Padre Eusebio Francisco Kino
Eusebio Francesco Chini (his name later changed to Eusebio Francisco Kino) was born on August 10, 1645, in the Italian-Germanic Alpine borderlands. He began his classical studies at the Jesuit High School in Trent, completing them in Tyrol. There, he became seriously ill, but he recovered miraculously through the intercession of St. Francis Xavier.
Deciding to enter the Society of Jesus (Jesuits), Kino vowed to dedicate his life to the missions of India, following the previous example of his cousin Martino Martini, another renowned son of Trent. In 1677, Kino was ordained a priest. He completed his preparation for the foreign missions in Spain at the Jesuit College in Seville.
On May 3, 1681, Kino arrived in Mexico (New Spain) after a three-month voyage across the Atlantic. Padre Kino’s skills as a mathematician and cartographer made him an ideal candidate to join a new expedition to colonize the Californias. The expedition failed, however, and Kino was reassigned to the missions of the mainland.
On March 13, 1687, Father Kino set out on his life’s greatest adventure: the evangelization of the Pimería Alta people in the modern borderlands of Sonora and Arizona. Although other Jesuits had been in contact with these native people for more than 40 years, very little progress had been made in connecting. Padre Kino bridged cultural borders as he was welcomed by the desert-sharing O’odham people to their homes in the Pimería Alta.
Before four years had elapsed, Father Kino had ridden through a vast new territory. Kino, the “Padre on Horseback,” set a pace that continues to challenge every person who calls himself a servant of God in this desert wilderness. He rode the thirsting trails from Quiburi to Yuma, from Sonoita to San Andres.
He was at the same time a man of God and a defender of the native people, urging peace among the warring tribes. Kino concentrated not only on their spiritual conversion but also on their economic, social and civil development. He envisioned a land of plenty that could be sustained by hard work, planning, and the gifts of God’s nature.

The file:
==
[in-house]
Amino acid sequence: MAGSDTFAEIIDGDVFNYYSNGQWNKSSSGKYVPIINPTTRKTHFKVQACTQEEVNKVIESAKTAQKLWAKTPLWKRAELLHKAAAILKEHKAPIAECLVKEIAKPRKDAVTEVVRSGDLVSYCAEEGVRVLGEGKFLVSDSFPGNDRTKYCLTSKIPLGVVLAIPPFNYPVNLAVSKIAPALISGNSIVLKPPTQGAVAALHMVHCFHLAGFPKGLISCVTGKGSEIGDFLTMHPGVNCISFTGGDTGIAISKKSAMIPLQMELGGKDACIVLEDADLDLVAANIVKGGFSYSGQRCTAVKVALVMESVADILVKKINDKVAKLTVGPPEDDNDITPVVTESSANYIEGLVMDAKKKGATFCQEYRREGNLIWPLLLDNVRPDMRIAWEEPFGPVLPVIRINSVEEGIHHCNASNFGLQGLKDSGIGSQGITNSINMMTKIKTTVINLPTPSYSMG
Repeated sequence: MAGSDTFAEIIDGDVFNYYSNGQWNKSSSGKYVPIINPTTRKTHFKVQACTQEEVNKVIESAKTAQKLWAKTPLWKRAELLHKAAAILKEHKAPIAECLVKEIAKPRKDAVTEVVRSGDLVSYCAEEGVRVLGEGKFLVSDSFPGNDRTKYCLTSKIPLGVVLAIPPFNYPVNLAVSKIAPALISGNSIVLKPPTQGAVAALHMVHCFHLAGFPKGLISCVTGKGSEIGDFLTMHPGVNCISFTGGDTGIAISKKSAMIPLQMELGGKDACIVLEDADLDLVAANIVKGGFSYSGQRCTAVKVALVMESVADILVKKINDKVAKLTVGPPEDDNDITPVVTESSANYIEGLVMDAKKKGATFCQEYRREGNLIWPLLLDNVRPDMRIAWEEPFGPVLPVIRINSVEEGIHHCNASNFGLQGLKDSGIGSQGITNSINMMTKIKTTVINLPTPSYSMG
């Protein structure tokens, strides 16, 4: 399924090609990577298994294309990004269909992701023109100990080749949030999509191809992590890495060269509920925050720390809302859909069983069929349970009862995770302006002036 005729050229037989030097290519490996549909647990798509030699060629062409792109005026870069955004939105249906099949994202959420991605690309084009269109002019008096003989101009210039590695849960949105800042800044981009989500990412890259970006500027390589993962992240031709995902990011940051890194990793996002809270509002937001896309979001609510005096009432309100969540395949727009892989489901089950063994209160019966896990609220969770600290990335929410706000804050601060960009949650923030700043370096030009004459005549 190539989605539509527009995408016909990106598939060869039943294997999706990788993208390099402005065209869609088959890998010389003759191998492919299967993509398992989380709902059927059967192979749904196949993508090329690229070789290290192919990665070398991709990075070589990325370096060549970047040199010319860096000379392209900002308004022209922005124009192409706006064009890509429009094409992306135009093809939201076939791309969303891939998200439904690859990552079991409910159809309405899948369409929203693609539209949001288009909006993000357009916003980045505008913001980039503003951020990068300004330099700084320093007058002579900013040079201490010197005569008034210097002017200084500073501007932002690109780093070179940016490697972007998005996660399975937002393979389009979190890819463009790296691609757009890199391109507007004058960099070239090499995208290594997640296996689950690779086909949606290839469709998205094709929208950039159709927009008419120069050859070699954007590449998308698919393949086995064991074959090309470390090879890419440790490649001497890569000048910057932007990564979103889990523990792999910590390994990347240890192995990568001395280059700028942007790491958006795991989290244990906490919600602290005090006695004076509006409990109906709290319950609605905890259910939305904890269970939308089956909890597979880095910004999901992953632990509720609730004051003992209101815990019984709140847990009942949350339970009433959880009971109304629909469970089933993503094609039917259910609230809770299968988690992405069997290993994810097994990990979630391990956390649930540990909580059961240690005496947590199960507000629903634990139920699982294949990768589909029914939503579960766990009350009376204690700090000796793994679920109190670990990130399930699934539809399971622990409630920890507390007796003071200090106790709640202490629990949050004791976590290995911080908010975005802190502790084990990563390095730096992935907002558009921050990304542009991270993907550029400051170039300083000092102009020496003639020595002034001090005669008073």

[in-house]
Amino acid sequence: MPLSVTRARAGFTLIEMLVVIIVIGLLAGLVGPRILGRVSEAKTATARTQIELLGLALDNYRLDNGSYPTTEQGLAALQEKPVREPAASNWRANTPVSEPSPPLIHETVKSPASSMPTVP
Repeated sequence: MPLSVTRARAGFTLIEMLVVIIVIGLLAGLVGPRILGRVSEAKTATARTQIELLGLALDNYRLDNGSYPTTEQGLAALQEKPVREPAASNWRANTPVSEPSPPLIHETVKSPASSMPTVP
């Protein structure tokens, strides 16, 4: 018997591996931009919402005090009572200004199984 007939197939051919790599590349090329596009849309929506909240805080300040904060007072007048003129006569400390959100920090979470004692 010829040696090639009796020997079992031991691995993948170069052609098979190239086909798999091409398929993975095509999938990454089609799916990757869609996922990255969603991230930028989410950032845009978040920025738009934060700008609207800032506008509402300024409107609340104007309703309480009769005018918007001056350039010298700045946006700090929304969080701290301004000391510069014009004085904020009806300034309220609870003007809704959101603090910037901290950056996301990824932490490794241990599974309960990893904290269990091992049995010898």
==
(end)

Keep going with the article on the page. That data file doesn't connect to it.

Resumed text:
Kino was a pioneer-explorer, historiographer, cartographer, cowboy, rancher and peacemaker. He taught the tribes how to cultivate fruits and vegetables unknown in those lands; he introduced cattle breeding, carpentry and iron working.
Kino valiantly protected the dignity and interests of his native neophytes against the overbearing schemes of the Spanish hacendados. Fearlessly, he enforced a royal decree that exempted converted natives from hard labor in the mines and from paying tribute. Father Kino testified to the violence caused by the Spanish: “It is evident that the treatment of the Natives in the Pimería has been very unjust— leading as it has to mistreatment, torture and murder.”
Kino put his heart and soul into the 21 missions he founded that are now thriving towns in the states of Sonora and Arizona. He is believed to have traveled roughly 50,000 miles on horseback.
Father Kino took on a truly gigantic enterprise, whose fruits were souls led to God, a new life for the desert, and a distinguished recognition of the dignity and worth of native people. His tireless efforts spanned more than 24 years, until his death on March 15, 1711, in the village of Magdalena, Sonora. He died as he had lived: “in peace and poverty on the edge of something even greater.” Moved by love and compassion, Father Kino left an indelible mark on the history of the Americas.
The positio on Father Kino’s life was accepted by the Vatican in 2006, making him a “Servant of God.” On July 11, 2020, Pope Francis advanced the cause of Kino’s sainthood by recognizing his life of heroic virtue and declaring him “Venerable.” The next step in the process of canonization is for Father Kino to be declared “Blessed.” After that, the final step is to be formally canonized and thereby recognized as a saint.